Hungary’s brand new, state-of-the-art 67,000-seat national stadium is soon to be completed. On Tuesday, officials showed the press around and offered several hints about the stadium’s construction.
Government Commissioner for Major Budapest Developments Balázs Fürjes emphasized that retaining the characteristics of the iconic, original stadium was hugely important. Unfortunately, and contrary to the original plans, outside of the tower (which will host a museum dedicated to Ferenc Puskás) the previous structure was completely demolished. Characteristic pylons will serve to remind fans of the building’s history.
Photo by Tibor Illyés/MTI
Fürjes explained that the Aréna will not be used exclusively for football, given that it will also include an exhibition center and a 1500-seat conference center. Thanks to its capacity to host 80-100 thousand people, the Aréna will act as Hungary’s number one outdoor concert venue.
Balázs Fürjes speaking. Image by MTI/Tibor Illyés
The Commissioner also highlighted that all phases and components of the construction are being realized exclusively by Hungarian-owned companies. In total, 15,000 people are working on what soon will be Hungary’s second largest public building. This means that 1500-2000 workers are on-site each work day, Fürjes added.
While Orbán’s controversial stadium-building scheme involving pro-government businessmen is often subject to criticism, most agree that Hungary needs a larger national stadium with the ability to host high-profile football games and concerts. Groupama Arena, the country’s largest venue at the moment, is usually sold out weeks before one of the National Team’s games, and the organization of top-level concerts is often problematic too.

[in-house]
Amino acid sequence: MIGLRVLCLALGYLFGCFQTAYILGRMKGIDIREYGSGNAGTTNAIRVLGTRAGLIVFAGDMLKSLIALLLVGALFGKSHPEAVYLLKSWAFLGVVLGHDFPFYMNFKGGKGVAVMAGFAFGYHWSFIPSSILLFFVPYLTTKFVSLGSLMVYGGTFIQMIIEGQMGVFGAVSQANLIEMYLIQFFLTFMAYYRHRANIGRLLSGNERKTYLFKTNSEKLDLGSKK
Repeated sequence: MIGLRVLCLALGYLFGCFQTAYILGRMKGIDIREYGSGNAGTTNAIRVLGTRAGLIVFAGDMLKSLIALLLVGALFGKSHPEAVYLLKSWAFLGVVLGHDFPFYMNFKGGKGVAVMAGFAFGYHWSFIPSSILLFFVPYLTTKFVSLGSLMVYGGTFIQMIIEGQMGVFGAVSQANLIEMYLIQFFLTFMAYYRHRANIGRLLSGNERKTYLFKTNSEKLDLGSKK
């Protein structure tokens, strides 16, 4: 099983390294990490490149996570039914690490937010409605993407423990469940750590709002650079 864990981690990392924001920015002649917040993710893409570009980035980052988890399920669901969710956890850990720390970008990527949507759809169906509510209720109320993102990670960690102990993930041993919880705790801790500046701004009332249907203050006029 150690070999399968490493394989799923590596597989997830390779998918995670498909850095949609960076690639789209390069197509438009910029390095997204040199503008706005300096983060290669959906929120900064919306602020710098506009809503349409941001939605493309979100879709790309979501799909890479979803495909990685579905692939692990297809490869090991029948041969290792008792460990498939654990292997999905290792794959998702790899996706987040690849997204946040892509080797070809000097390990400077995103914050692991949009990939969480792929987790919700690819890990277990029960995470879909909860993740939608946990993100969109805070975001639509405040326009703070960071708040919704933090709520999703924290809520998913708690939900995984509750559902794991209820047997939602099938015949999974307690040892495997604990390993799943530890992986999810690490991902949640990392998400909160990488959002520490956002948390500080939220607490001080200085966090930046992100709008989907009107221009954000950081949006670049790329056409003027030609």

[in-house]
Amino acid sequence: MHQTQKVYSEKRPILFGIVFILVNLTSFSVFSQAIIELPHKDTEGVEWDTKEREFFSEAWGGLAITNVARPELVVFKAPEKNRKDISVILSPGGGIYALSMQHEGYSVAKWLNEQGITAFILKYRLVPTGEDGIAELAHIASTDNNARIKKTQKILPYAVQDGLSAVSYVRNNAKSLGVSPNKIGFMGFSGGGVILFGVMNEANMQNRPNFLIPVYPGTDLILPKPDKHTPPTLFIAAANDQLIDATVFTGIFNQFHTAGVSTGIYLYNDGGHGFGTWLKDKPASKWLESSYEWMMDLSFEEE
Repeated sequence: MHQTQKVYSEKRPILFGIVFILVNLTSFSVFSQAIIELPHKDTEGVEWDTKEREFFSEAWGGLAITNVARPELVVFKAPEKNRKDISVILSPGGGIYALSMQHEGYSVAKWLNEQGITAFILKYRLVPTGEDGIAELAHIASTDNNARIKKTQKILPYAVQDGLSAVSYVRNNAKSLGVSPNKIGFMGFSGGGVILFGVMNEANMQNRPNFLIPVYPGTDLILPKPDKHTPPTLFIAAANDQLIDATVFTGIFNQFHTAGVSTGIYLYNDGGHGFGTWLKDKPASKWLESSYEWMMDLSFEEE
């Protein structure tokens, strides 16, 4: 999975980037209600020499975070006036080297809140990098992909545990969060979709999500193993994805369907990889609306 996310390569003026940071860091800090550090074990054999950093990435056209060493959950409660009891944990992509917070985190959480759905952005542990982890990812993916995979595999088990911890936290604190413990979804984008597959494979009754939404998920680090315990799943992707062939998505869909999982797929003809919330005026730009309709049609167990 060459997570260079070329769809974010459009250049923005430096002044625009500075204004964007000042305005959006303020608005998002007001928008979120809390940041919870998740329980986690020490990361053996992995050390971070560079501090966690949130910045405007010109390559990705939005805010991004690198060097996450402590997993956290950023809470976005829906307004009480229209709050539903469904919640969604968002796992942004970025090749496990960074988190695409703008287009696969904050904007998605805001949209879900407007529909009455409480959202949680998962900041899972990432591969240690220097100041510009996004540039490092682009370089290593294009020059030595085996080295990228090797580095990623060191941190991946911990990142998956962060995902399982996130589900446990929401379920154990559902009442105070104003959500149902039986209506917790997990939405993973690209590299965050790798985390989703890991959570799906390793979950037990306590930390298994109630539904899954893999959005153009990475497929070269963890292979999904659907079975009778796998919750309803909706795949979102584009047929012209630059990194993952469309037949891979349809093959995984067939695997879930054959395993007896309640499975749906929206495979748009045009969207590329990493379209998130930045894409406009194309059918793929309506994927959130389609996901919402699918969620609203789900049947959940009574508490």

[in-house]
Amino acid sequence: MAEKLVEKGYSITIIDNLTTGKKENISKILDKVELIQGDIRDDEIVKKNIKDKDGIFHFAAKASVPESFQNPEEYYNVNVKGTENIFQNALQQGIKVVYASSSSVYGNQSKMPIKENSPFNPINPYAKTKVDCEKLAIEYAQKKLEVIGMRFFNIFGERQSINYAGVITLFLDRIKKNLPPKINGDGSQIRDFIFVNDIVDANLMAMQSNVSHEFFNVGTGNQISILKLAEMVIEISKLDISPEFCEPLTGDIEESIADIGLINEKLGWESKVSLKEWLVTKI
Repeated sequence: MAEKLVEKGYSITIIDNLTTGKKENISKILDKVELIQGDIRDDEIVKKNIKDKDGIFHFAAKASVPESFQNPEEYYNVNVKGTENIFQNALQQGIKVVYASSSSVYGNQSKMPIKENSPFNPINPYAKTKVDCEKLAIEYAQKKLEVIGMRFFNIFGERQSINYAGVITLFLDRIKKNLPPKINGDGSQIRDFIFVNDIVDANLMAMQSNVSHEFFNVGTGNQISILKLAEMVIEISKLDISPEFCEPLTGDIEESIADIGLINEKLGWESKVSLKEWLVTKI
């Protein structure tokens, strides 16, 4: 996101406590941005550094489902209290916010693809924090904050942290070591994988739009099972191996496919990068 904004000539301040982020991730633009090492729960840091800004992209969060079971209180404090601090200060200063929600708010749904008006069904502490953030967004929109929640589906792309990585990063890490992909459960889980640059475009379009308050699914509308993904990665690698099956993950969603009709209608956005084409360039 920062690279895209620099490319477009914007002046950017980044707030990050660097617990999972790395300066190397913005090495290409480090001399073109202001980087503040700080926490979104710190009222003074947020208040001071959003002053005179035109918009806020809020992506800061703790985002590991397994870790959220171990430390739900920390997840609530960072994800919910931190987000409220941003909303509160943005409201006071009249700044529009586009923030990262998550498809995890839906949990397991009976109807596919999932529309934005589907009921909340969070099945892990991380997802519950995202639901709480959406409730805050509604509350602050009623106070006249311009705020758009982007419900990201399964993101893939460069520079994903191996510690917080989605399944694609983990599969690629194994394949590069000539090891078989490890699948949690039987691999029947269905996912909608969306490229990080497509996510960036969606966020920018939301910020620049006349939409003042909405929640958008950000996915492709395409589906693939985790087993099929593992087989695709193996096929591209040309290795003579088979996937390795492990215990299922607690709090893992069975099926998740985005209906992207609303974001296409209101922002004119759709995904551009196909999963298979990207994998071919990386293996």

Critics note that in 2011, the budget allocated for construction was 35 billion forints (around EUR 112 million) and has since skyrocketed to Huf 190 billion (EUR 610 million). While Fürjes insists that the cost per seat is average, a comparison to other, similar European stadiums proves otherwise. Puskás Aréna is one of the most expensive stadiums on the continent: only two Russian and three English stadiums have a higher price tag. In addition, both Bucharest’s and Warsaw’s National stadiums were built at a lower cost, officially.
If the Puskás Aréna fails to re-open on 25 November 2019, the Day of the Hungarian Football, the construction companies will face an immense contractual penalty of Huf 142 million (Eur 451 thousand) per day. However, President of the Hungarian Football Association (MLSZ) Sándor Csányi claimed early completion possible. In that case, the venue would be inaugurated with an international game on the 15th of November.
MLSZ president Sándor Csányi. Image by MTI/Tibor Illyés
Later, if Hungary manages to qualify, the national team will have a chance to play on home ground in the upcoming Euro 2020, as Puskás Aréna is set to host three group phase matches and one round of 16.